There are some benefits available, but they aren't very generous. For the over-65s, there is the nonmeans- tested Attendance Allowance that provides a weekly income of either £49.30 or £73.60, depending on need, to help meet the extra costs a disability or infirmity brings.

Carers may be eligible for a taxable Carer's Allowance, worth up to £55.55 a week, so long as care is provided for at least 35 hours a week and your relative receives Attendance Allowance, or the middle or upper level of Disability Living Allowance. For more on benefits, go to direct.gov.uk.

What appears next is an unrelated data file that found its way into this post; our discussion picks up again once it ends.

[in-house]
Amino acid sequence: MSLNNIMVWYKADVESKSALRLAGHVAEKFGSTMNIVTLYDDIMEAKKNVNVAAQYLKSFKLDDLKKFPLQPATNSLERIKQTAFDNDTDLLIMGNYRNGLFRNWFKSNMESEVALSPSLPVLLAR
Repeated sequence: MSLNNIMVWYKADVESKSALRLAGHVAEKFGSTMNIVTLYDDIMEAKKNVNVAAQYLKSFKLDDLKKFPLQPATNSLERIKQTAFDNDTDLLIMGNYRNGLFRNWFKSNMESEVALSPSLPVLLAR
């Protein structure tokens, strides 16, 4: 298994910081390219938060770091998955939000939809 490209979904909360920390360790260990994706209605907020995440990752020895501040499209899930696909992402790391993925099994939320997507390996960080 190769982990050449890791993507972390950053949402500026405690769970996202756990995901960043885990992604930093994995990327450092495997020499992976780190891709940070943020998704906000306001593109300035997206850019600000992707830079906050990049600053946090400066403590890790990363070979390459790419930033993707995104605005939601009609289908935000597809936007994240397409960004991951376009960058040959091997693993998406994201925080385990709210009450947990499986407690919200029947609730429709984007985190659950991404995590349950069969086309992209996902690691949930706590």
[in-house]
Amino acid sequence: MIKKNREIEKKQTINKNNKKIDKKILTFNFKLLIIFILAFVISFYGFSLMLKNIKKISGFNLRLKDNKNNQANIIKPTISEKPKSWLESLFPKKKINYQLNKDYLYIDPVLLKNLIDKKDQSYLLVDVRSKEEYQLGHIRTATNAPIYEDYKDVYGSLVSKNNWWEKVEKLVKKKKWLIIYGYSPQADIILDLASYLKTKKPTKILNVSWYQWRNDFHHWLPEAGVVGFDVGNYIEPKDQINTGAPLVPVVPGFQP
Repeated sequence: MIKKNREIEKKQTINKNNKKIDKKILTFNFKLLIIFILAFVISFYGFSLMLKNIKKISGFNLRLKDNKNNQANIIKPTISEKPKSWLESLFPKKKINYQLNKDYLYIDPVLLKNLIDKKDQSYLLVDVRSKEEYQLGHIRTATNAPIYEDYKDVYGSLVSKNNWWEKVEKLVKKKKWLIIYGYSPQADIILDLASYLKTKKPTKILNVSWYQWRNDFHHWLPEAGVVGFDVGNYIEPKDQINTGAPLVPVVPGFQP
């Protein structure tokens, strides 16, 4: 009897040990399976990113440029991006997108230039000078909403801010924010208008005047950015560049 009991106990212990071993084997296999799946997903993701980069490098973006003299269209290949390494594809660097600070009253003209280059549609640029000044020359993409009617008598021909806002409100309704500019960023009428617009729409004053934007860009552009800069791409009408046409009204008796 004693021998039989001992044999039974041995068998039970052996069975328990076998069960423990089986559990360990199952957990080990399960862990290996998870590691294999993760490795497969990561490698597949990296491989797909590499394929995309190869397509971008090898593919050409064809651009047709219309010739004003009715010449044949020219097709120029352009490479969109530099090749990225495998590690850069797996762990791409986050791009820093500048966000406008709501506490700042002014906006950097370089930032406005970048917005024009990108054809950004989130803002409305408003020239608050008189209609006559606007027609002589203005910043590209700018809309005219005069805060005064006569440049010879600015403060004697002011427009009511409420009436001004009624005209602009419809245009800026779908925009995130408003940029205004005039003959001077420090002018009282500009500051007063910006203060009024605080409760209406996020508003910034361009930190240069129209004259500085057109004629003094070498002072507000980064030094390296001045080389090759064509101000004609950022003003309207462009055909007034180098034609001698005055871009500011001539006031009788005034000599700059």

So what should be done?

Moneywise supports demands from charities that the government must urgently plug the gap in social care funding. The government has given local authorities a £7.3 billion boost for social care but charities are sceptical it will do much good.

Jeremy Hughes, chief executive of the Alzheimer's Society, says: "Unless people receive quality care at the right price, they can be forced inappropriately into hospital, which could bankrupt the NHS. It is imperative we fix the system."